To the north of this hall is a large open area with some shade trees. This space is flanked by a flower garden and a dispensary on the west, a large dining and kitchen block on the east and the path which leads to Skandasramam on the Arunachala Hill to the north.4am-12:30pm/2-9pm.
The Dining Hall
The dining hall and its new extension can accommodate nearly 800 hundred people and the kitchen is large enough to cook, on special occasions like the Jayanti (Sri Maharshi’s birthday), meals for as many as two or three thousand people. The place where Sri Maharshi used to sit for his meals in the dining hall is indicated by a large photograph of him that rests on a marble platform. Passing through the old dining hall and out the door on the north side we enter the new dining hall, which was built in recent years to accommodate the ever-increasing number of pilgrims. To the east of the kitchen and separated from it by a passage is a storeroom for provisions. Another passage separates the storeroom from the room for men situated to the south of it. This passage leads to the Veda Patasala or the boarding school where young boys are taught to chant the Vedas and further on to the gosala in which the Ashram cows are kept. Further east are placed the bathrooms.
Gosala: The Ashram dairy and cattle farm which provides wholesome dairy products for in-house needs.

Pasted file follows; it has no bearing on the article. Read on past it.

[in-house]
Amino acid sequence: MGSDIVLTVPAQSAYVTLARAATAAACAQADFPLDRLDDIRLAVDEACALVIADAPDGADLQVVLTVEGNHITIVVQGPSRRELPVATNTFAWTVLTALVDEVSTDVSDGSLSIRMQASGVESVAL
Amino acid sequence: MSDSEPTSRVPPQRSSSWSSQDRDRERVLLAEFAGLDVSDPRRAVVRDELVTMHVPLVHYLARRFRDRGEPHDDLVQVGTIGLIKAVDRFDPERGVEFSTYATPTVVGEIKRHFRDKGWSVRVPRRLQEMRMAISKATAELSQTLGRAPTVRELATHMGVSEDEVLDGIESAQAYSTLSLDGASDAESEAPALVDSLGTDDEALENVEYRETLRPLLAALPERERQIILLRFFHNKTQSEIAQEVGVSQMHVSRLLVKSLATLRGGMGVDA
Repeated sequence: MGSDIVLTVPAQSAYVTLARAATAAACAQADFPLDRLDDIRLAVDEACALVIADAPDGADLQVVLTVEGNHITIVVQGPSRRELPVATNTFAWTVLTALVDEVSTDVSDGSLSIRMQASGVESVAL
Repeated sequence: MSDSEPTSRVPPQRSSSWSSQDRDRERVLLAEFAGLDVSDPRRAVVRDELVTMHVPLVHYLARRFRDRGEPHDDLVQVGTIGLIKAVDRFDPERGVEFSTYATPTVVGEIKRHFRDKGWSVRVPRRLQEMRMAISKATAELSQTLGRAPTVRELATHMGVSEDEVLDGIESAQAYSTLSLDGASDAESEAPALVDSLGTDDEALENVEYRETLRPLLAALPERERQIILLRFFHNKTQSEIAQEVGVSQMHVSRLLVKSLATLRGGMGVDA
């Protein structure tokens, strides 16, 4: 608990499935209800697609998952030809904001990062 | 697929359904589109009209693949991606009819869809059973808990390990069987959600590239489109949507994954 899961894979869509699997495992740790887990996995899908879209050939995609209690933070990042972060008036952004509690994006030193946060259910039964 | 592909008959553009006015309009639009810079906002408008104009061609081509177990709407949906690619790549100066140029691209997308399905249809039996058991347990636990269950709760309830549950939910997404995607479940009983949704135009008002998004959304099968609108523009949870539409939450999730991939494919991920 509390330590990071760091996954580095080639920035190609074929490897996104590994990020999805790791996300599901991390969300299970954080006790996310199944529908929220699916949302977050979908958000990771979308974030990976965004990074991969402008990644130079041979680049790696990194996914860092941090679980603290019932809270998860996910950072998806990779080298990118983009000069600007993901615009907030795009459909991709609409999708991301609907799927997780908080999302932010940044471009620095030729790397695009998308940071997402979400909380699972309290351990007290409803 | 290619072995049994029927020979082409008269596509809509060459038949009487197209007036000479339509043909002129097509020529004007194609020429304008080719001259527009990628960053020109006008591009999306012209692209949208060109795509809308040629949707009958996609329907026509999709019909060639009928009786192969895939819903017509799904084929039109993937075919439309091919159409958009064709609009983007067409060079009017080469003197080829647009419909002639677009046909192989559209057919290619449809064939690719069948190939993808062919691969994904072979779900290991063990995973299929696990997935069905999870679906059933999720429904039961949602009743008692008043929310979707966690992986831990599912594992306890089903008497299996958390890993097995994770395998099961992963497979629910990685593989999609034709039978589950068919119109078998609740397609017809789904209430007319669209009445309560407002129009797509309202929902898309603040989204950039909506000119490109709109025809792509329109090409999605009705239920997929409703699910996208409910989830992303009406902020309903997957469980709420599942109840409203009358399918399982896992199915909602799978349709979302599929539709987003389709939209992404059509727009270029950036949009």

Vedapatasala:Yajurveda school where students of the Vedas are trained in their traditional vocation.
The Nirvana Room
The small Nirvana room situated to the east of the New Hall and north of the office is the room in which Sri Maharshi spent his last days and is thus a spot viewed with special reverence. It is kept as it was in his time. To the south of this sacred spot and facing the Mother’s Temple is the shrine erected over the samadhi of Sri Niranjanananda Swami, the Maharshi’s younger brother and the Sarvadhikari or manager of the Ashram as long as he lived. A fine grove of coconut trees flanks this mantap and the Nirvana room and stretches to the east.
Since Sri Maharshi’s Mahanirvana many new guest rooms have been constructed in and around the Ashram. Additional guest rooms and cottages have been built to the west of the Pali Tirtham (tank), which during the early days constituted part of Palakuttu, a forested area where the Maharshi often walked. All the guest rooms are clean with simple beds, bathroom, overhead fan and screened windows and doors. To preserve the quiet and intimate experience of a visit to Sri Ramanasramam, the administration decided to halt new construction of guest rooms within the Ashram borders. Instead ashram has built guest facilities outside of its premises within walking distance.
Dispensary: Free medical aid for the ashram inmates and local people.
Book Store: Available are Sri Ramana literature, including original works, biographies, commentaries, and reminiscences, in various languages. Also photographs, souvenirs, audio-tapes, videos, CD’s and The Mountain Path, the quarterly journal published by Sri Ramanasramam and circulated worldwide. Open Daily: 8am-11am/2pm-6pm.
Sri Ramana Library
This library, located in the Ashram compound, has an extensive collection of books on spiritual matters in various languages. It is opened from 8.30 a.m. to 11 a.m. in the morning and 2 p.m. to 5 p.m. in the afternoon. Visitors are welcome to browse; membership is required to borrow books.
Skandasramam:This lovely tree-shaded hermitage on the Hill overlooking the Big Temple is where Bhagavan lived from 1916 to 1922;
Virupaksha Cave has the shape of the sacred “Om” and contains the samadhi of Sage Virupaksha. Bhagavan Sri Ramana lived here from 1899 to 1916. Both caves are historical sites preserved and maintained by Sri Ramanasramam for the benefit of visitors. Daily: 8am-4:00pm
Ashram in Google Map